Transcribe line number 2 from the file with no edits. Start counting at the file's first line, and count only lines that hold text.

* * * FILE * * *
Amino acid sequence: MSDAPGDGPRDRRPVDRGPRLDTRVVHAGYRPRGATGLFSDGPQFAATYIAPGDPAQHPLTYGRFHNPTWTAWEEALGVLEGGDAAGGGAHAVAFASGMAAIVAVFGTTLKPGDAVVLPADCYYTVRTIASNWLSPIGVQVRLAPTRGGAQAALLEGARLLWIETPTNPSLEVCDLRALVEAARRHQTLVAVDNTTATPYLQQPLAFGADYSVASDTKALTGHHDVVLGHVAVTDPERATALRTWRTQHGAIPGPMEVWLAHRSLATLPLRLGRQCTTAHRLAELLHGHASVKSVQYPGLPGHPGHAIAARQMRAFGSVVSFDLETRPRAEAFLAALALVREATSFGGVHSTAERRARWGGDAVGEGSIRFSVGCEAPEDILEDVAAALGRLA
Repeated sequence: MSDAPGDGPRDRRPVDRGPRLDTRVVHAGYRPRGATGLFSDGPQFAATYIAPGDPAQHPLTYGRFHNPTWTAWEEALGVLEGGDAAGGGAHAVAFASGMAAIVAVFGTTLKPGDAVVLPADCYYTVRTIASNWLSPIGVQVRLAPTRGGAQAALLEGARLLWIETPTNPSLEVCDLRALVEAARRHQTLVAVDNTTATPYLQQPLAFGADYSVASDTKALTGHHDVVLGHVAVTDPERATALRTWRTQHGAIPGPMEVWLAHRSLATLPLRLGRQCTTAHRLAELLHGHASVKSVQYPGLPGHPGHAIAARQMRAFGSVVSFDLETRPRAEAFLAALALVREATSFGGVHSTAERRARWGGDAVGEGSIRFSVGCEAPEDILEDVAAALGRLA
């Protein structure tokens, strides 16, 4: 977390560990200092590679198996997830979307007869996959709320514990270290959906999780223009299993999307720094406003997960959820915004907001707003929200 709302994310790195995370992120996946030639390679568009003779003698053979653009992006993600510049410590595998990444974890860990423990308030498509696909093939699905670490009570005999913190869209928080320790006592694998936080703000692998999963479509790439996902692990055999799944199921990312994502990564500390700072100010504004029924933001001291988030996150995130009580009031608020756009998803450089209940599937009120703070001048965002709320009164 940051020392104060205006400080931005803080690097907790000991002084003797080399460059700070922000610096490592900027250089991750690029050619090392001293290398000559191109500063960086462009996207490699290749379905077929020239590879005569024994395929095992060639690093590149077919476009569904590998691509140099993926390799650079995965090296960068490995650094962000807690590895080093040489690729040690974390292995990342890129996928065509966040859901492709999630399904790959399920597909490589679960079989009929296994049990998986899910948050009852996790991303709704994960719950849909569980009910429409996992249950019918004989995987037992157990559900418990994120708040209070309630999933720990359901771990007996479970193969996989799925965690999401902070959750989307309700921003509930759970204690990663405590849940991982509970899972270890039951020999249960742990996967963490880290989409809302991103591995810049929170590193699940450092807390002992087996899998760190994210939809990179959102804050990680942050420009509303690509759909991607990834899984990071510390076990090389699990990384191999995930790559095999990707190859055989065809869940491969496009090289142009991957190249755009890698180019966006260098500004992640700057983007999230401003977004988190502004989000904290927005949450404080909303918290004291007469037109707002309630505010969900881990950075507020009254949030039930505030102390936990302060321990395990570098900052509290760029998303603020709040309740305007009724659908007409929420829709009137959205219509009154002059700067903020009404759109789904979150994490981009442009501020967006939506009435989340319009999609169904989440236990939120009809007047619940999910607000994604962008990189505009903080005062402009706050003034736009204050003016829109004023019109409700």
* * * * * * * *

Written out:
Repeated sequence: MSDAPGDGPRDRRPVDRGPRLDTRVVHAGYRPRGATGLFSDGPQFAATYIAPGDPAQHPLTYGRFHNPTWTAWEEALGVLEGGDAAGGGAHAVAFASGMAAIVAVFGTTLKPGDAVVLPADCYYTVRTIASNWLSPIGVQVRLAPTRGGAQAALLEGARLLWIETPTNPSLEVCDLRALVEAARRHQTLVAVDNTTATPYLQQPLAFGADYSVASDTKALTGHHDVVLGHVAVTDPERATALRTWRTQHGAIPGPMEVWLAHRSLATLPLRLGRQCTTAHRLAELLHGHASVKSVQYPGLPGHPGHAIAARQMRAFGSVVSFDLETRPRAEAFLAALALVREATSFGGVHSTAERRARWGGDAVGEGSIRFSVGCEAPEDILEDVAAALGRLA